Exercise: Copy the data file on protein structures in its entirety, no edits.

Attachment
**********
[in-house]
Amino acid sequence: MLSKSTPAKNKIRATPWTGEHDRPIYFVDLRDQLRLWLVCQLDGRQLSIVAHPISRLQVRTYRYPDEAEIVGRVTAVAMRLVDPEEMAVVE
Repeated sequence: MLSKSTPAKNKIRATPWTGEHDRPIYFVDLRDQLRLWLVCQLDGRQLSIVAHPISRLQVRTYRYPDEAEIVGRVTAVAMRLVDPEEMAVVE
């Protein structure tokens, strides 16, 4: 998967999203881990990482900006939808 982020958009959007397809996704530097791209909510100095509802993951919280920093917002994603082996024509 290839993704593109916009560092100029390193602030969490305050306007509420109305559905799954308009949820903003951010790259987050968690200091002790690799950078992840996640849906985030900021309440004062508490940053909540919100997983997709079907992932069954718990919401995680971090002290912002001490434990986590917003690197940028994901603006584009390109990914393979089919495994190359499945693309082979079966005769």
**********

[in-house]
Amino acid sequence: MLSKSTPAKNKIRATPWTGEHDRPIYFVDLRDQLRLWLVCQLDGRQLSIVAHPISRLQVRTYRYPDEAEIVGRVTAVAMRLVDPEEMAVVE
Repeated sequence: MLSKSTPAKNKIRATPWTGEHDRPIYFVDLRDQLRLWLVCQLDGRQLSIVAHPISRLQVRTYRYPDEAEIVGRVTAVAMRLVDPEEMAVVE
């Protein structure tokens, strides 16, 4: 998967999203881990990482900006939808 982020958009959007397809996704530097791209909510100095509802993951919280920093917002994603082996024509 290839993704593109916009560092100029390193602030969490305050306007509420109305559905799954308009949820903003951010790259987050968690200091002790690799950078992840996640849906985030900021309440004062508490940053909540919100997983997709079907992932069954718990919401995680971090002290912002001490434990986590917003690197940028994901603006584009390109990914393979089919495994190359499945693309082979079966005769």